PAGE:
For example, ‘Mystery Bay’ is about a campground I visited over summer last year where there is an Aboriginal tent embassy occupying a portion of the grounds. The area became a marine national park due to over-fishing, and Aboriginal people who had been sustainably fishing there for thousands of years were being prosecuted for continuing to do so. I only learned this after chatting to people and reading about it. Meanwhile a few kilometres inland there was a mint condition, heritage town preserved by the national trust where you could visit a vintage petrol station and buy some traditional lollies or an ornamental spoon or whatever. It was a pretty poignant example of the kind of thing people visiting that area are exposed to and where private money goes to for conservation. ‘Mystery Bay’ was actually made a few weeks before we handed in the tracks for mastering.

That makes sense, I noticed it was a bit of an outlier from the rest of the album since it’s a lot dancier.

Yeah, it was a weird one! We started writing it with a beat, and it was dancey all the way through. But I couldn’t get the drums right, it didn’t quite work. I ended up muting the drums, and had a full, well not acapella, but a drumless version of it, which ended up being the first half. It was nice to not limit the record to just stuff we’d done in the past. It’s nice to throw some new stuff in sometimes.

What I liked about House or Home in particular was that it felt like each track was a little moment frozen in time, but together they fit into something cohesive. Was that something you set out to do from the start or did it come across unconsciously?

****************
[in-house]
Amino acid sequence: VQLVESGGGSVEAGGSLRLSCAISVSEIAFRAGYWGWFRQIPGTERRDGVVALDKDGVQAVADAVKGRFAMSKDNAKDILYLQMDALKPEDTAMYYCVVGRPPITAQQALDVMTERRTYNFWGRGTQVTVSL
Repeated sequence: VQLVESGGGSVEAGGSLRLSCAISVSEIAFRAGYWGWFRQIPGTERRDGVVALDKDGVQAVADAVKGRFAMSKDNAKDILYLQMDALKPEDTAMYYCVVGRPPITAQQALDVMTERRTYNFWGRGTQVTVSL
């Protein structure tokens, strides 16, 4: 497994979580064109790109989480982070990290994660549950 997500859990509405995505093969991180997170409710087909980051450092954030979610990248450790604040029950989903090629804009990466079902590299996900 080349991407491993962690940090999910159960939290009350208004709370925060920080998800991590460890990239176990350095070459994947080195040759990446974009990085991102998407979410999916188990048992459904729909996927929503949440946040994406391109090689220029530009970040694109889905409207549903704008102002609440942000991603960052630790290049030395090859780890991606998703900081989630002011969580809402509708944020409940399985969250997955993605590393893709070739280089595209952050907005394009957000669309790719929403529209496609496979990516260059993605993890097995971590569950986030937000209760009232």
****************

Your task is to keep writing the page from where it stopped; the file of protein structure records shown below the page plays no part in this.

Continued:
A little bit of both. The kind of music we’re making, I really like lyrics that are not too descriptive or narrative based. I like lyrics that are more abstract, reflecting on colours and moods and memories. In that way, they’re the sort of lyrics I like writing, and the sort of sound palettes we like creating. We used drum machines and synths and stuff, but we try our best to make earnest music out of it. I think that’s a big difference with this record, we’re steering away from any kind of pastiche, and just making honest music.

That’s what I noticed about House or Home, that it’s leaning a lot closer to post-punk-y coldwave than the dancy synthpop of stuff like your first EP This Place. Was there anything in particular that drove this change?

That’s a good question. I think when you set out to write a full-length record, you allow yourself to open up a bit more and make music from a slightly different place. You allow the songs to breath a lot more and allow the songs to have a lot more dynamic. You’re not necessarily writing one song that has to encapsulate everything about the band, you’ve got seven, eight, nine or however many songs to convey a bigger idea or feeling. I think what you were saying about the songs being these little snippets of memories, I feel like the record is cinematic like that in a way. The cold thing, I think it just comes down to us making different music, and probably just maturing a little a bit with our songwriting. It’s fun to make cheery drum machine bangers, but it’s challenging to write songs that express something honest. A lot of our songs in the past, lyrically, have been sort of the same, but the songs sound a bit more cheery so maybe you don’t notice the lyrics as much. I suppose the songs on this record are a little bit more…

They’re delivered a bit bleaker.

Yeah, definitely. Then again, ‘Another Day’ is pretty positive.

That’s probably my favourite track from the album, it’s such a sweet snapshot of something special.

Yeah, we all really love that song. That one was the hardest to make the clip for as well, because it’s a pretty specific feeling in that song. But yeah, I think we’ve gone through more of a journey, sonically and emotionally, and that allows for different moods, not necessarily just funky pop music.

You mentioned working with Sui Zhen on ‘Magic Eye’ as well, and I found her vocals really gave that track a special place on the album. How did that collaboration come about?